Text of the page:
Home Datacenter Hyper-V, not in my datacenter Part 1, Part 2 and Part 3

Hyper-V, not in my datacenter Part 1, Part 2 and Part 3

by Roger Lund

http://www.gabesvirtualworld.com has a nice three part series titled : Hyper-V, not in my datacenter

http://www.gabesvirtualworld.com has this broken in to three parts.

Hyper-V, not in my datacenter (part 1 – Hardware)
Hyper-V, not in my datacenter (part 2: Guest OS and Memory overcommit)
Hyper-V, not in my datacenter (part 3: Motions and storage)

When posting on my blog I try to stay as objective as I can. Although I’m a big VMware fan I try to look at other products with an open mind and not be biased, I found myself in doubt when creating a presentation in which I was comparing Hyper-V to VMware ESX. I wasn’t questioning myself whether I should or should not be objective, the problem was that I had trouble believing that the presentation I had created was an objective view of things.

Browsing through my presentation multiple times, I was convinced that what I’ve written about Hyper-V and ESX is an objective view on how things are at the moment, but still it looks like the only thing I’m doing is Windows-bashing. I decided to dedicate a blog post to it, so everyone can find out for them self if my points are valid. The big question of my presentation is: “Which is better for my datacenter, Hyper-V or ESX?”.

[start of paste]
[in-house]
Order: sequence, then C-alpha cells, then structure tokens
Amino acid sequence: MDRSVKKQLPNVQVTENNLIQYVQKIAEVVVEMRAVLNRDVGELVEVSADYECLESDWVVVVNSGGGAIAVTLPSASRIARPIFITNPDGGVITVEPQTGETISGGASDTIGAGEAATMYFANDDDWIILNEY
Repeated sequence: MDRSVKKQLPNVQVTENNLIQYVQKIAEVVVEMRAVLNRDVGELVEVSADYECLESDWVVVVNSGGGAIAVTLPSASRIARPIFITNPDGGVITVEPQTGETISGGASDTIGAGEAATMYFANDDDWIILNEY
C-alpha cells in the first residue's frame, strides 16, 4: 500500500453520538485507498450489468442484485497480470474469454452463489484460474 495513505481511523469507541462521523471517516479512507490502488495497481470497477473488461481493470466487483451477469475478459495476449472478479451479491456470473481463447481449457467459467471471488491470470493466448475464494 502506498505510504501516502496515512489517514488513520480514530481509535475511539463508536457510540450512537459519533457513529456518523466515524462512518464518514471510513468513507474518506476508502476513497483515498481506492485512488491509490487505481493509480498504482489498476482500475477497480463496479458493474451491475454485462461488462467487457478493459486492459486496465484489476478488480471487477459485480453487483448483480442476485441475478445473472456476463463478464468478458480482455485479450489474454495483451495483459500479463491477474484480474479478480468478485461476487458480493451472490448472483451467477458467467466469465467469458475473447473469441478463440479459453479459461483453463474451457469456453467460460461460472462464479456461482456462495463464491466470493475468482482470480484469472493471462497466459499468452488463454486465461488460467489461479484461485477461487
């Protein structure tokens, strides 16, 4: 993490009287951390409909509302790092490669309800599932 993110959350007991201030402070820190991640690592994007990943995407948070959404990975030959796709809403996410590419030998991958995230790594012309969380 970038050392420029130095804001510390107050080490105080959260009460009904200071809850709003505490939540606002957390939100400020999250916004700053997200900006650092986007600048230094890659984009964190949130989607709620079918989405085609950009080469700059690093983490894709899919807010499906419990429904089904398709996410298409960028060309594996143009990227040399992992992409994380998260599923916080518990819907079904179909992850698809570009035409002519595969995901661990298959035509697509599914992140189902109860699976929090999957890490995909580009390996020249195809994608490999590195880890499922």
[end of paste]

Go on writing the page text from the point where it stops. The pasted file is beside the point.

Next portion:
I’m looking at both hypervisors to see which features they have that would make them suited for running in the datacenter discounting nice features that I would rarely use. Here we go…….

I will put down my thoughts. In part 1 he talks about hardware, and how it applies to each, I have found in my testing that there is even a larger number of unsupported devices that does work with ESXi, it all depends on if you want supported products.

In part 2, the discussion of Guest OS support comes up, and I have to agree 100% Microsoft is shooting them self’s in the foot with this one, as 90% of the data centers out there have a large mix of OS’s, all with different versions of Service packs and such.

Part 2 also talks about over commit, and wow, look at the numbers, since we are a smaller shop, I have not had much need to get into over commit yet, and we are running ESXi only.

Part 3 talks about migration, and it looks like Microsoft dropped this ball totally on this, as they don’t even offer a hot migration option, end of story for me.

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